Minitrue: Misquoting the Classics

The following instructions, issued to the media by government authorities, have been leaked and distributed online. The name of the issuing body has been omitted to protect the source.

Do not report on the matter of Internet writer ’s remarks on . All websites are forbidden from republishing related responses. (November 23, 2014)

有关网络作家花千芳乌镇微博言论一事不报道,各网站不准转载相关回应内容。 [Chinese]

Hua Qianfang, a young “Internet writer” praised by Xi Jinping for his “positive energy,” misused an idiom on Weibo when he praised the World Internet Conference, held last week in Wuzhen, Zhejiang:

花千芳: Besides yours truly, everyone from lowly government officials to appointed ministers are saying, “If the boss of the global Internet isn’t at Wuzhen right now, then he’s on the way. Otherwise, we’d feel sorry for meeting with everyone.” The determination with which China looks forward to the information age is already the mind of Sima Zhao. (November 21, 2014)

除了俺之外,都素官员,任部长正在说:“全世界互联网大佬,要么现在乌镇,要么就在去乌镇的路,不然都不好意思跟别人打招呼。”中国引领信息时代的决心,已经是司马昭之心了 [Chinese]

Hua quotes only the first half of a 成语, a set phrase based on a classical story. Sima Zhao was a general who helped install his older brother on the throne of the kingdom of Wei. As the story goes, the deposed emperor Cao Mao said “the people on the street know what is on Sima Zhao’s mind” (司马昭之心路人皆知), meaning that everyone knew Sima Zhao wanted to rule Wei himself. The chengyu is used to mean that a person’s ambitions or schemes are an open secret. Hua cut out the “open secret” part of the chengyu.

Like allusions to Greek mythology in English, chengyu are often sprinkled into Chinese writing to express a subtle point, to show off the author’s education, or both.

Netizens questioned Hua’s understanding of the chengyu. A story by the WeChat account 深℃–since deleted, but preserved on Phoenix–quotes Hua explaining that it was the netizens who had misunderstood him. “In the end, Sima Zhao’s things were completed,” Hua told 深°C. This is not much of a clarification, since technically, Sima Zhao never met the unspoken goal of becoming emperor (though he did become King of Jin).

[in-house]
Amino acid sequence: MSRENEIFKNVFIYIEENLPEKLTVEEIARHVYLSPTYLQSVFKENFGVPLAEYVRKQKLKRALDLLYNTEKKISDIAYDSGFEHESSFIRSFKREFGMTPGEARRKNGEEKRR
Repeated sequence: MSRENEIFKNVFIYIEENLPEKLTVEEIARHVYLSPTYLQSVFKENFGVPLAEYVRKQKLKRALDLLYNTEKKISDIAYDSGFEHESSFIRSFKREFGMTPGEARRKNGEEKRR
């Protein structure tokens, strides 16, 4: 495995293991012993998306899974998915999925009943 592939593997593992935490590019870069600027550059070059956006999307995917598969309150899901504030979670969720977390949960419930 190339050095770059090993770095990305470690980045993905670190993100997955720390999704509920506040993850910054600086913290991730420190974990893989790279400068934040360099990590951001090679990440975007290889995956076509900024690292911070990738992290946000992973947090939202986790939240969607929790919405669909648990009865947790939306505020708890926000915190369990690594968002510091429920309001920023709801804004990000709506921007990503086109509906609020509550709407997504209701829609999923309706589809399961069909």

“Sima Zhao” (司马昭) is trending on FreeWeibo, an archive of deleted Weibo posts:

王麒摄影师: What kind of “mind” is “Sima Zhao’s mind” exactly? According to the Baseball Shit Times, “As long as you love your country, even if with Simao Zhao’s mind, it’s still positive energy.” (November 23, 2014)

司马昭之心到底是什么心?坏球屎报说:只要是爱国,哪怕是司马昭之心,也是正能量。 [Chinese]

北京酋长: “The cutlassfish knows Sima Zhao’s mind” is talking about a historical tale. (November 22, 2014)

“司马昭之心带鱼皆知”讲的是一个历史故事。 [Chinese]

Hua eventually deleted his Weibo post.

Wuzhen had access to the free, un-firewalled Internet during the conference, but the three-day symposium emphasized the Chinese government’s control of the Internet. The Wall Street Journal’s James T. Areddy reports that a nine-point “manifesto” arguing for Beijing’s right to have “sovereignty over the Internet in China” was slipped under the hotel room doors of attendees at midnight. On his blog Fei Chang Dao, William Farris has a point-by-point rebuttal of official claims about China’s “democratic” and “transparent” Internet governance.

真Since directives are sometimes communicated orally to journalists and editors, who then leak them online, the wording published here may not be exact. The date given may indicate when the directive was leaked, rather than when it was issued. CDT does its utmost to verify dates and wording, but also takes precautions to protect the source.